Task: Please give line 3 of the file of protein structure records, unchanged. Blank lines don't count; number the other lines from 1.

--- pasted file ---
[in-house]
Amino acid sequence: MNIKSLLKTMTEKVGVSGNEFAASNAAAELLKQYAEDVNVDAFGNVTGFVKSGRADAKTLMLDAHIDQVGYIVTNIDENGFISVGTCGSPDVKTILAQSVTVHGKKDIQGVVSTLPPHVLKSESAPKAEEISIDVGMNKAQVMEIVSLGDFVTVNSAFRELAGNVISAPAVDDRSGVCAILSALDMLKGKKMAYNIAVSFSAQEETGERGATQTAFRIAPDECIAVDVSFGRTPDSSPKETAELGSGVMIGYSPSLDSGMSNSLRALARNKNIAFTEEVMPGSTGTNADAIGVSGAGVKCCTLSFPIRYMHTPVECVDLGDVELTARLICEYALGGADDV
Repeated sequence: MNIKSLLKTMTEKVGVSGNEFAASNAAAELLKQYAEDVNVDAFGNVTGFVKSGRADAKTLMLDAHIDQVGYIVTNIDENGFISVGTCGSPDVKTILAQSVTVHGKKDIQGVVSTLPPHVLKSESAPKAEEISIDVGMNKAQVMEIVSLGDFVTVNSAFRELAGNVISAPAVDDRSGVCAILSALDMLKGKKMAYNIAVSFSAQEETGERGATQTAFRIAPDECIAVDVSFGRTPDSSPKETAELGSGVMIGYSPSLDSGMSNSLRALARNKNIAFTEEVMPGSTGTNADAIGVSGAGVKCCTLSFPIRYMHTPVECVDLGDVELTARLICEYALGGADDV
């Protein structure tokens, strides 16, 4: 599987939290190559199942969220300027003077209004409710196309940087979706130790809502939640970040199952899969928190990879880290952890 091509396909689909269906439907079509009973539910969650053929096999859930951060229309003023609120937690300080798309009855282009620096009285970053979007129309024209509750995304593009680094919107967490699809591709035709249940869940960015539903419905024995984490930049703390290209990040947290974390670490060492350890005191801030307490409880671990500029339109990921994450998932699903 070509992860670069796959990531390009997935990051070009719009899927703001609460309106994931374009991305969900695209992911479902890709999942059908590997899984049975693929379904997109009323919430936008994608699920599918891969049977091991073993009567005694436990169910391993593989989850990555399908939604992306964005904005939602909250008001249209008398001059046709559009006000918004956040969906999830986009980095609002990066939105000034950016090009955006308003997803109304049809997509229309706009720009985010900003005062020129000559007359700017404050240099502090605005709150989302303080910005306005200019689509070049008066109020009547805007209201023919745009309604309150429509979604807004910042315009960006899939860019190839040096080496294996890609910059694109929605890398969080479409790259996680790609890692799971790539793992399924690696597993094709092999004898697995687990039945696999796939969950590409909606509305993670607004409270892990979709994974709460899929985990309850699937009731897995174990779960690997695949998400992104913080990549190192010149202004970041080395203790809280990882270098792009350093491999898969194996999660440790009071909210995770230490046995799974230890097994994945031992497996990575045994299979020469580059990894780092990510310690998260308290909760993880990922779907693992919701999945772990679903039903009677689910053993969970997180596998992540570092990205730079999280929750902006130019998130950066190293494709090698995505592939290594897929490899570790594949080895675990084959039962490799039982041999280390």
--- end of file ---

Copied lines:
Repeated sequence: MNIKSLLKTMTEKVGVSGNEFAASNAAAELLKQYAEDVNVDAFGNVTGFVKSGRADAKTLMLDAHIDQVGYIVTNIDENGFISVGTCGSPDVKTILAQSVTVHGKKDIQGVVSTLPPHVLKSESAPKAEEISIDVGMNKAQVMEIVSLGDFVTVNSAFRELAGNVISAPAVDDRSGVCAILSALDMLKGKKMAYNIAVSFSAQEETGERGATQTAFRIAPDECIAVDVSFGRTPDSSPKETAELGSGVMIGYSPSLDSGMSNSLRALARNKNIAFTEEVMPGSTGTNADAIGVSGAGVKCCTLSFPIRYMHTPVECVDLGDVELTARLICEYALGGADDV